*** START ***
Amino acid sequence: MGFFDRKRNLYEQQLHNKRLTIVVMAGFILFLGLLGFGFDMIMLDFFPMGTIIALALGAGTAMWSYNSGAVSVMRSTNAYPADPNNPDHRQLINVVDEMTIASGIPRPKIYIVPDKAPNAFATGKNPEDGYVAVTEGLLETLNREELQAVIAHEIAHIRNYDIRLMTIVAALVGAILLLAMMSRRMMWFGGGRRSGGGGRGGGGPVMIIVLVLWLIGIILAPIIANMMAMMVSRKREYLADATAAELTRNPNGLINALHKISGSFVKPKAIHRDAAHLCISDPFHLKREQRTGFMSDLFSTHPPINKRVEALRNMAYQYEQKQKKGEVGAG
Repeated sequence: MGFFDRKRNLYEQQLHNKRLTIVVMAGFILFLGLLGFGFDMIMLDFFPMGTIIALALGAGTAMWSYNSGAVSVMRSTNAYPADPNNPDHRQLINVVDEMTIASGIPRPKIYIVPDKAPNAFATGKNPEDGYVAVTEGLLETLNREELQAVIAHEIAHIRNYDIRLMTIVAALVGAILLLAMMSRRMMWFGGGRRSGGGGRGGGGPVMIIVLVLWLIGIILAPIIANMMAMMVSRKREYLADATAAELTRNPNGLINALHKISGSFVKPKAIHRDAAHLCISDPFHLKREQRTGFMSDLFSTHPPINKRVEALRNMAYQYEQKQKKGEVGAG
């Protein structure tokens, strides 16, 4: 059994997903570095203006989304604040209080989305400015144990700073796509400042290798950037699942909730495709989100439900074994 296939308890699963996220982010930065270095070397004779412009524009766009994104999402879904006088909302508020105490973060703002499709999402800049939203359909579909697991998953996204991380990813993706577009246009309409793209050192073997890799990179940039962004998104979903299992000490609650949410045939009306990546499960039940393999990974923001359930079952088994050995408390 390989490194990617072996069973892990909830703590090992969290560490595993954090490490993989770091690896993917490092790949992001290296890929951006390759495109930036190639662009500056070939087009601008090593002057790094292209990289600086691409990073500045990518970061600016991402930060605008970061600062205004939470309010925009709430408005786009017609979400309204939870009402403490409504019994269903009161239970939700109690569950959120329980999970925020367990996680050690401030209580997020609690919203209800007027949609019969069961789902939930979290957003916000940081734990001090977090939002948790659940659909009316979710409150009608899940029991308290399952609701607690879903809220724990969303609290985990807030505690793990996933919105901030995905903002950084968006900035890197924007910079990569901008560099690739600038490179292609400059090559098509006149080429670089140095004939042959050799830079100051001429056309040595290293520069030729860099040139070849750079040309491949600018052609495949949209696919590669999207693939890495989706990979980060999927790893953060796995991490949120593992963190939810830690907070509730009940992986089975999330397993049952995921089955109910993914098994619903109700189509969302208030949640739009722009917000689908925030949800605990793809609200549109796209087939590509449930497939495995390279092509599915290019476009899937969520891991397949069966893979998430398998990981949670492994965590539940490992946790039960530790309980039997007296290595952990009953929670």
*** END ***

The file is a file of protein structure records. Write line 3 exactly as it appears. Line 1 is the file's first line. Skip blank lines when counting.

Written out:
């Protein structure tokens, strides 16, 4: 059994997903570095203006989304604040209080989305400015144990700073796509400042290798950037699942909730495709989100439900074994 296939308890699963996220982010930065270095070397004779412009524009766009994104999402879904006088909302508020105490973060703002499709999402800049939203359909579909697991998953996204991380990813993706577009246009309409793209050192073997890799990179940039962004998104979903299992000490609650949410045939009306990546499960039940393999990974923001359930079952088994050995408390 390989490194990617072996069973892990909830703590090992969290560490595993954090490490993989770091690896993917490092790949992001290296890929951006390759495109930036190639662009500056070939087009601008090593002057790094292209990289600086691409990073500045990518970061600016991402930060605008970061600062205004939470309010925009709430408005786009017609979400309204939870009402403490409504019994269903009161239970939700109690569950959120329980999970925020367990996680050690401030209580997020609690919203209800007027949609019969069961789902939930979290957003916000940081734990001090977090939002948790659940659909009316979710409150009608899940029991308290399952609701607690879903809220724990969303609290985990807030505690793990996933919105901030995905903002950084968006900035890197924007910079990569901008560099690739600038490179292609400059090559098509006149080429670089140095004939042959050799830079100051001429056309040595290293520069030729860099040139070849750079040309491949600018052609495949949209696919590669999207693939890495989706990979980060999927790893953060796995991490949120593992963190939810830690907070509730009940992986089975999330397993049952995921089955109910993914098994619903109700189509969302208030949640739009722009917000689908925030949800605990793809609200549109796209087939590509449930497939495995390279092509599915290019476009899937969520891991397949069966893979998430398998990981949670492994965590539940490992946790039960530790309980039997007296290595952990009953929670």